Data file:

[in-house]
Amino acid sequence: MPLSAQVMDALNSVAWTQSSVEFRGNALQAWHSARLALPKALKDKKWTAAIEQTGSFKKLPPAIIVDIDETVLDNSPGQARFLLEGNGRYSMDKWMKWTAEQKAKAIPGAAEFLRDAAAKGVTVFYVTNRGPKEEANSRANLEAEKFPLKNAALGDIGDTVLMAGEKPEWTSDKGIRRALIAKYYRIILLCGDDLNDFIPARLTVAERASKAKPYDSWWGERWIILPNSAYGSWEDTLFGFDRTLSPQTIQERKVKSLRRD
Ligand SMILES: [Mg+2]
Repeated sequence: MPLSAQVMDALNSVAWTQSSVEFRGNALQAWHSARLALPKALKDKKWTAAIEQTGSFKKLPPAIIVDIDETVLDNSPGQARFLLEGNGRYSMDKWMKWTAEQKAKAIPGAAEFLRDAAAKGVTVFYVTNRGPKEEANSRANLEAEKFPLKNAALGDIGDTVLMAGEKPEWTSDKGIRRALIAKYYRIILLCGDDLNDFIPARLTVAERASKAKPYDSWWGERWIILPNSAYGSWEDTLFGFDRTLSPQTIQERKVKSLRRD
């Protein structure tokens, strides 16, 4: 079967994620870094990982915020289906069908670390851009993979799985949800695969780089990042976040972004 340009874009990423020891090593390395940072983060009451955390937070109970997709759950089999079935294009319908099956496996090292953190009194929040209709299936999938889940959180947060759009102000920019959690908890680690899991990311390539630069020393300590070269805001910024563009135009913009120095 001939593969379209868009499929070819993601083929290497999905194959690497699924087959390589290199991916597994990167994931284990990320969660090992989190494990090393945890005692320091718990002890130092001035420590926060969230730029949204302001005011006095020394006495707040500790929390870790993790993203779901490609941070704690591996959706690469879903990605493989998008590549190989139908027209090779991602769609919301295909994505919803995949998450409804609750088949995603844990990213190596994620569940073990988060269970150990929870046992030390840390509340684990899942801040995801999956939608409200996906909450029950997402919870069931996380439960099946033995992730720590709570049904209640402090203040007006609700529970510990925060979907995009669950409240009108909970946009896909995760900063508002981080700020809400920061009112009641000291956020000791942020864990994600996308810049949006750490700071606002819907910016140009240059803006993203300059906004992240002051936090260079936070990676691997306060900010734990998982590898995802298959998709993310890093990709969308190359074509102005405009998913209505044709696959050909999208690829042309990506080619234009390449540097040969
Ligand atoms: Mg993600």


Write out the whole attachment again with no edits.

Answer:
[in-house]
Amino acid sequence: MPLSAQVMDALNSVAWTQSSVEFRGNALQAWHSARLALPKALKDKKWTAAIEQTGSFKKLPPAIIVDIDETVLDNSPGQARFLLEGNGRYSMDKWMKWTAEQKAKAIPGAAEFLRDAAAKGVTVFYVTNRGPKEEANSRANLEAEKFPLKNAALGDIGDTVLMAGEKPEWTSDKGIRRALIAKYYRIILLCGDDLNDFIPARLTVAERASKAKPYDSWWGERWIILPNSAYGSWEDTLFGFDRTLSPQTIQERKVKSLRRD
Ligand SMILES: [Mg+2]
Repeated sequence: MPLSAQVMDALNSVAWTQSSVEFRGNALQAWHSARLALPKALKDKKWTAAIEQTGSFKKLPPAIIVDIDETVLDNSPGQARFLLEGNGRYSMDKWMKWTAEQKAKAIPGAAEFLRDAAAKGVTVFYVTNRGPKEEANSRANLEAEKFPLKNAALGDIGDTVLMAGEKPEWTSDKGIRRALIAKYYRIILLCGDDLNDFIPARLTVAERASKAKPYDSWWGERWIILPNSAYGSWEDTLFGFDRTLSPQTIQERKVKSLRRD
């Protein structure tokens, strides 16, 4: 079967994620870094990982915020289906069908670390851009993979799985949800695969780089990042976040972004 340009874009990423020891090593390395940072983060009451955390937070109970997709759950089999079935294009319908099956496996090292953190009194929040209709299936999938889940959180947060759009102000920019959690908890680690899991990311390539630069020393300590070269805001910024563009135009913009120095 001939593969379209868009499929070819993601083929290497999905194959690497699924087959390589290199991916597994990167994931284990990320969660090992989190494990090393945890005692320091718990002890130092001035420590926060969230730029949204302001005011006095020394006495707040500790929390870790993790993203779901490609941070704690591996959706690469879903990605493989998008590549190989139908027209090779991602769609919301295909994505919803995949998450409804609750088949995603844990990213190596994620569940073990988060269970150990929870046992030390840390509340684990899942801040995801999956939608409200996906909450029950997402919870069931996380439960099946033995992730720590709570049904209640402090203040007006609700529970510990925060979907995009669950409240009108909970946009896909995760900063508002981080700020809400920061009112009641000291956020000791942020864990994600996308810049949006750490700071606002819907910016140009240059803006993203300059906004992240002051936090260079936070990676691997306060900010734990998982590898995802298959998709993310890093990709969308190359074509102005405009998913209505044709696959050909999208690829042309990506080619234009390449540097040969
Ligand atoms: Mg993600």